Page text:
You’d think that an adventure about picking flowers would be uninspired, but -- oh, no. You’re right.
Lili is all about discovery. It opens with its titular protagonist making an unexpected one: that the island to which she’s traveling in search of rare flowers is inhabited by a race of living wooden “Constructs.” Gameplay, however, gives way to a much more unfortunate revelation: that not all that glitters is gold, and that lots of polish an adventure does not make.
And what an adventure this game sets itself up to be. From the moment Lili lands on the island of Geos, she’s swept up into a conflict between the Constructs and the oppressive, masked “Spirits” who seemingly control their fate. A conflict which Lili’s studies in botany may just be able to resolve. Fertile ground for an engrossing story, to be sure, made all the more fertile by the fact that Lili happens to boast some of the most boundary-pushing production values available on iOS.
Let’s get the obvious out of the way: this is a phenomenal looking game; “hard to believe it’s running in the palm of your hand” phenomenal. Unsurprising, perhaps, since BitMonster Games is comprised of former staffers from Epic Games - the company that invented the Unreal Engine technology on display. With that said, they wield the tools wonderfully, crafting an island paradise that feels at once vibrant and other-worldy. A place filled with villages steeped in environmental and faux-cultural detail, which seem to beckon exploration. The soundtrack more than keeps up, dancing between lilting seafaring melodies and mystical-sounding tunes follow in the footsteps of The Legend of Zelda: The Wind Waker.
Ultimately, though, all the epic RPG trappings in the world can’t sustain the weight of the problematic design that lies at the foundation of Lili. What begins as a clever concept - you battle the island’s spirits by hopping on their back and swiping deftly to pick their life-giving flowers, while avoiding thorns and bombs - is soon revealed to be the game’s only trick. For all the effort spent building a colorful cast of characters in the offbeat, sarcastic Constructs, they only exist to shepherd you from one set of glorified mini-games to the next. Rid this area of three spirits. Find and destroy four spirits. Chase down five spirits.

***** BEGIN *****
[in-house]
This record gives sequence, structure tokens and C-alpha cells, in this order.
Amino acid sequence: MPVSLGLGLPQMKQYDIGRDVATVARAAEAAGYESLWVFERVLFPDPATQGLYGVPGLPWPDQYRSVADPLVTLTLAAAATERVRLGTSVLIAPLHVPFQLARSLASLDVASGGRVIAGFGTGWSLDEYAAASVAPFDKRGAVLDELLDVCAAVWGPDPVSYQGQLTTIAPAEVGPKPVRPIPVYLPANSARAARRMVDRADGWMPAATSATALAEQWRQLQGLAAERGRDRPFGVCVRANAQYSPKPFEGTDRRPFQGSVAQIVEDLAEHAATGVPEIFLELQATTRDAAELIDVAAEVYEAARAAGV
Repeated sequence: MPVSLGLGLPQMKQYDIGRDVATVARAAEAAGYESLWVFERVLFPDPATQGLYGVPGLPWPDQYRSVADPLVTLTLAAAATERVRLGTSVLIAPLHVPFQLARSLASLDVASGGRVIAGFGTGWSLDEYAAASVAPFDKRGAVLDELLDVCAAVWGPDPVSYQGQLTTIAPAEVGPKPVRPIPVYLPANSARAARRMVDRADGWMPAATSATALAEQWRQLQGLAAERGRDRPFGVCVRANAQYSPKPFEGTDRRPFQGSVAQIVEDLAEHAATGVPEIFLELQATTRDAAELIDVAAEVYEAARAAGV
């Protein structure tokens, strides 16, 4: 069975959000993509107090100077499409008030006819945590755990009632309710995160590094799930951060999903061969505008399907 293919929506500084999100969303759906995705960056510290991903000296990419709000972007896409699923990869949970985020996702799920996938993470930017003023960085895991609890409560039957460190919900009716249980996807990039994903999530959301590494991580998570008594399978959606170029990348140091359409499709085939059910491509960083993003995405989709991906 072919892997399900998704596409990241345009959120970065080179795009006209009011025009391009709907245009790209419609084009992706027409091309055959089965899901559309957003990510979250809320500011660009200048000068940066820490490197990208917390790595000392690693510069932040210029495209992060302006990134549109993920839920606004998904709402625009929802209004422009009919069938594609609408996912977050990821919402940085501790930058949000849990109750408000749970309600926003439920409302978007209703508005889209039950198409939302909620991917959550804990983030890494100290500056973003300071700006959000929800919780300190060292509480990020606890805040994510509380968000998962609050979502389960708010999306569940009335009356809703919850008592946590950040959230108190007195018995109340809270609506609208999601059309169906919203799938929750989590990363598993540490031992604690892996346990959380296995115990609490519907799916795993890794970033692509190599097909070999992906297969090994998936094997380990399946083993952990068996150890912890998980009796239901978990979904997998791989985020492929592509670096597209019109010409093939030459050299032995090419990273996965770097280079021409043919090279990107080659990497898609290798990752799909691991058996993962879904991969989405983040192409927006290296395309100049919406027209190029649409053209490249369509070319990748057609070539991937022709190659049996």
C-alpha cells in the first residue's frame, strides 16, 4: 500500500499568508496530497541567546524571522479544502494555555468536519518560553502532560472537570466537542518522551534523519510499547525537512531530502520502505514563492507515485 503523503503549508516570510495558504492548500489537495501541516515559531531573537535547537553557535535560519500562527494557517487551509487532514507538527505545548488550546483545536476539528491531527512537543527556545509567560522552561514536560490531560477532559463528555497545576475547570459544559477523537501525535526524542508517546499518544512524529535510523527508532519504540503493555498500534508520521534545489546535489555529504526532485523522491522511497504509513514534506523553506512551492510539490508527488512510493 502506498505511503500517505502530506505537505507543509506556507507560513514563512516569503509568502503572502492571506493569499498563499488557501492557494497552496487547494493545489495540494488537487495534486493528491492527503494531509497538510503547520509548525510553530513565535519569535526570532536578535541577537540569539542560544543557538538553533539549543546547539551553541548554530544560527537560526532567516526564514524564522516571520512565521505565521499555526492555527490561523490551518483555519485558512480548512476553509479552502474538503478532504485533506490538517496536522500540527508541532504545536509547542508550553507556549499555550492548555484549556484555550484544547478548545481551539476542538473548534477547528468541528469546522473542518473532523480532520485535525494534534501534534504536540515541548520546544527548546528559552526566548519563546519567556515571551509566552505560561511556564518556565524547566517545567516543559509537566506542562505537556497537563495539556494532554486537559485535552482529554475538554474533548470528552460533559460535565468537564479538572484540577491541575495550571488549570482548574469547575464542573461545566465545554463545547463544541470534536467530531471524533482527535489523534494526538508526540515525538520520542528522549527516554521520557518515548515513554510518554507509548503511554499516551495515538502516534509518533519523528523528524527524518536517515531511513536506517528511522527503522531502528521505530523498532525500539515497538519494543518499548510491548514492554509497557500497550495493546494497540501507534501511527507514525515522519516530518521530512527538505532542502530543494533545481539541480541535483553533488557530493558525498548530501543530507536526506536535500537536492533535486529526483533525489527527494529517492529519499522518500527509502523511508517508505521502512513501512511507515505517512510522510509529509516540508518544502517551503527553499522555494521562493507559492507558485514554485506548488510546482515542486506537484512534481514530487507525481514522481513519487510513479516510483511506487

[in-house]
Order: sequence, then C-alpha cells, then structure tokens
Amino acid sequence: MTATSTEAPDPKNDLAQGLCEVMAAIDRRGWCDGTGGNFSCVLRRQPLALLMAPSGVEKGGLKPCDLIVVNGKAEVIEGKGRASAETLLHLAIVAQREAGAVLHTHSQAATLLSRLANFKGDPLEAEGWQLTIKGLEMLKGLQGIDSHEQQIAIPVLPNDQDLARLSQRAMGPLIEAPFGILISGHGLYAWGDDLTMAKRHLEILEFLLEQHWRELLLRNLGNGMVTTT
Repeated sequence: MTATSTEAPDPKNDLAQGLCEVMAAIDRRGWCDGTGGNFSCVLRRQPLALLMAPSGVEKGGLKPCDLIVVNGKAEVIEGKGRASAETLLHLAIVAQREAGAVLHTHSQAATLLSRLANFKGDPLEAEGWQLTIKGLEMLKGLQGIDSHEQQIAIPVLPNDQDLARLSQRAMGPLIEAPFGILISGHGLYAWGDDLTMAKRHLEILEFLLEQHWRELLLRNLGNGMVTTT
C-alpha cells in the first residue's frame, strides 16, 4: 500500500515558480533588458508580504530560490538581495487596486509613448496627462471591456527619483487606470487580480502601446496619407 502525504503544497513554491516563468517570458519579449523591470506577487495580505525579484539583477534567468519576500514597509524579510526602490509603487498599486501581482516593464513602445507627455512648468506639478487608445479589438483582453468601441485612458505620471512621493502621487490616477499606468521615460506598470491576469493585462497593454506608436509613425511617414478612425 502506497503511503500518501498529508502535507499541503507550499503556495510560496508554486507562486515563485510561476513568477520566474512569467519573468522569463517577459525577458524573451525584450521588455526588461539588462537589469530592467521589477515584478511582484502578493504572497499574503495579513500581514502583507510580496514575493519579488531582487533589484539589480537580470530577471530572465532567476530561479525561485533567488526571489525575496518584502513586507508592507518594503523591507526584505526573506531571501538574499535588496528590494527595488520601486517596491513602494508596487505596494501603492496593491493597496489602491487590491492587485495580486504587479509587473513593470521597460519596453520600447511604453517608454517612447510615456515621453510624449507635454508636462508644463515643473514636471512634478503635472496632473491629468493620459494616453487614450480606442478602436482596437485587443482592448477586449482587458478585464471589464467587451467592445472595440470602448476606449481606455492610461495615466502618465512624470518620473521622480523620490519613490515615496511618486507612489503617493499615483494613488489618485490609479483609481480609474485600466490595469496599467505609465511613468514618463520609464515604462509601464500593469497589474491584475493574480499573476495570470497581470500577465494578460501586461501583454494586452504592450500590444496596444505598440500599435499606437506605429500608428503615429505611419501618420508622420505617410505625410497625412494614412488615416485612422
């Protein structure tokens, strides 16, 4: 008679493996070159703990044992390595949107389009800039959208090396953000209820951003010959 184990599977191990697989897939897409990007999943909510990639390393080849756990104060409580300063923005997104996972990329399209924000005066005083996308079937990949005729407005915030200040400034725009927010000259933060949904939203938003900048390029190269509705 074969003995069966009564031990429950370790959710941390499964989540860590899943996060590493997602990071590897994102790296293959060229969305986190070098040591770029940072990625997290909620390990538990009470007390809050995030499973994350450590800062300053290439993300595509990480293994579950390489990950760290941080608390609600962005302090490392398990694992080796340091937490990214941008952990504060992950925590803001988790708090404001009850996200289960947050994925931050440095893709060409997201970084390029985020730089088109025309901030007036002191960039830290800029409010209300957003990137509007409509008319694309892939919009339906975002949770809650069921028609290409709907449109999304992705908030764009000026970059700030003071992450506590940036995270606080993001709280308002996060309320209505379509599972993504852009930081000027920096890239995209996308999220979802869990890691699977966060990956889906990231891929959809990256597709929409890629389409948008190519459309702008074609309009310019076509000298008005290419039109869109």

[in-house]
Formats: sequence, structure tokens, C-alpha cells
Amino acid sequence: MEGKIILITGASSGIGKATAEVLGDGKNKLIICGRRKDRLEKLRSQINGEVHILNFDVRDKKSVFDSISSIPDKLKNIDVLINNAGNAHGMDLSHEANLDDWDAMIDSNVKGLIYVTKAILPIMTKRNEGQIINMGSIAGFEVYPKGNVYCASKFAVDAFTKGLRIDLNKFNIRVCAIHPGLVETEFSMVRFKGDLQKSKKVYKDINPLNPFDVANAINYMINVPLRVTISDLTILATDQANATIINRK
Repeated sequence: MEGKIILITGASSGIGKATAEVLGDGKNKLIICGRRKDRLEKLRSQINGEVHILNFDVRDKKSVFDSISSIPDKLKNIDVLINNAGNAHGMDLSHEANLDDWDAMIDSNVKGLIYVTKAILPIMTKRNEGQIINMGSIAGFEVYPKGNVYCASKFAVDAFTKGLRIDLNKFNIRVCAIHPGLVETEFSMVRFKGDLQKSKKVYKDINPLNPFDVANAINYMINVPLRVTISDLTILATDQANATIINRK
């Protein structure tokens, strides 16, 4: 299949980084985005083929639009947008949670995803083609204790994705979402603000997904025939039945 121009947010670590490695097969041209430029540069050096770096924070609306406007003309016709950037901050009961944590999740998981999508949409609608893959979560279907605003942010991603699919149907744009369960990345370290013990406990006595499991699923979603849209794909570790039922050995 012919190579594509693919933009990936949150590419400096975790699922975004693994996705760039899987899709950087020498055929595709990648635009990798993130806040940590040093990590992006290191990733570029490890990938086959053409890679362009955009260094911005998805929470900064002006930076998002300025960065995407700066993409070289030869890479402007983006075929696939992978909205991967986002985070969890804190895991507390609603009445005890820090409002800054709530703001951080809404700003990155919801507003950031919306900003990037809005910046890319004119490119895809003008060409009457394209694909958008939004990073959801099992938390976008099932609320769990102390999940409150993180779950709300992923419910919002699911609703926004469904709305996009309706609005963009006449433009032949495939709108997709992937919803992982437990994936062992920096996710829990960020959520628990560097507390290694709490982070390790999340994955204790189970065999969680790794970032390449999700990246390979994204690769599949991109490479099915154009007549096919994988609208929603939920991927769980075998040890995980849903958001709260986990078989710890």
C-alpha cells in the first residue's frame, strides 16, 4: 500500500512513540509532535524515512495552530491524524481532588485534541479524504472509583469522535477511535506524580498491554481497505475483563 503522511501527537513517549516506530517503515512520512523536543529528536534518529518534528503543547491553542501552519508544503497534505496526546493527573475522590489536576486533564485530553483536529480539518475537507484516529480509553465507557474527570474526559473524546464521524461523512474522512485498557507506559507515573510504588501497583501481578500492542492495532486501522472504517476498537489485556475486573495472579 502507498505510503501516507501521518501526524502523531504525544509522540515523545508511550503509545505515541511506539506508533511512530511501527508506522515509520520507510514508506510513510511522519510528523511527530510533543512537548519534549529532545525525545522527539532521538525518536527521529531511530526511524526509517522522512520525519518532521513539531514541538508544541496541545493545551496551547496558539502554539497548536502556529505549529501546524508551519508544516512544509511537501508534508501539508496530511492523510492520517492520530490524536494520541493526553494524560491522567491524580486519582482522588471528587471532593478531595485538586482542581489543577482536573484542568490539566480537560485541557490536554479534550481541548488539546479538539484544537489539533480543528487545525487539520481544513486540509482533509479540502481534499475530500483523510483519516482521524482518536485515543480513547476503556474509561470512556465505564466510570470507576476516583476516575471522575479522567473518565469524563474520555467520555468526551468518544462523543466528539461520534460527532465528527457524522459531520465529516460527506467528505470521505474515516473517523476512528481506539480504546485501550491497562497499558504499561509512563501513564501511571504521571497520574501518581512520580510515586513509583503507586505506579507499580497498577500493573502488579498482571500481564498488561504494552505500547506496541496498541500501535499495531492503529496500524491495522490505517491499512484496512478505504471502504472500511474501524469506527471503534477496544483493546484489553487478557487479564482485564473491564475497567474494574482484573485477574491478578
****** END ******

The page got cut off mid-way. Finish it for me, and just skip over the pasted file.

Sadly, the self-declared “non-battle” system wears very thin, very fast. Unlike more substantial RPG gameplay, the odd mash-up of Shadow of the Colossus with Fruit Ninja “swipe and avoid” tactics doesn’t satisfy beyond the first few appearances; and certainly not by the 20th. Moreover, BitMonster uses the already flat experience of “non-battle” to shoehorn in what feels like an extremely disingenuous attempt to monetize the player. You see, chasing, catching and fighting each spirit is crucial to advancement in the game. Yet despite the ability to “level up” Lili’s speed, sneakiness, and grip on spirits, difficulty scales jarringly so that enemies seem to remain impossibly hard to catch - always at a point in each village’s winding design where cornering them is futile.
The solution? Use your crafty power-ups, of course! One-time use items like speed-boosting sandwiches and potions that turn you invisible to gain the upper hand - all at the cost of some in-game coin. Certainly, both items and coin can be found in plentiful jars or treasure chests around the game, but price tags are always kept just high enough, and chase sequences just hard enough that you feel the pressure to purchase your way out of a bind. What’s at issue here is not that Lili charges money beyond its initial price tag, but that the way it’s done isn’t organic to play in any manner. Mundane as it is, the game’s most substantial system is broken up into a forced compulsion loop that you can pay to shorten. In the game’s later levels, I found myself having to play on “Kid” mode to stave off the need to waste all my in-game currency.
This design bleeds into the game’s more genuinely enjoyable moments, as well. What the combat system lacks in distinctiveness, the game’s exploratory moments make an effort to cover for with ample charm. Dialogue is a quirky to the point of being an acquired taste, but the part-fantasy character, part-hipster speech patterns of Lili, and absurdist problems of each of the Constructs make for a unique dynamic as they interact. Go out to solve some of those problems, however, and you’re met with rewards that are limited to - you guessed it - potions and sandwiches. The coat of paint may be much prettier, but it all begins to feel a little bit like the grind of FarmVille at a distance, with many opportunities for deeper play left on the table untouched.
And perhaps you could argue that I’m being unfair; asking for Lili to do something it was never striving for in the first place. Ultimately, then, my question would be: why? Why, with some of the most consummate production on the platform, and such a clever concept, should BitMonster not have striven to dig deeper? To take the game beyond a dolled up version of the money-grabbing “mobile social” experiences we see multiple times a day. Why does a game that promises and sets up for an adventure feel so small...like it never left the comfortable shores of the status quo?
- Peerless, console-quality visuals. Beautifully arranged soundtrack. Wonderful character design and concept. Clever, down-to-earth writing that blends pop culture with fantasy. Quirky encyclopedia of treasures. Unique environments to explore.
- The whole game feels designed to serve a repetitive battle system. The main areas of play feel weakened by inorganic attempts to monetize. Even exploration is gated off unnaturally in a way that pushes for payment. Ensemble cast feels squandered with a lack of substantial side quests, mysteries, or puzzles.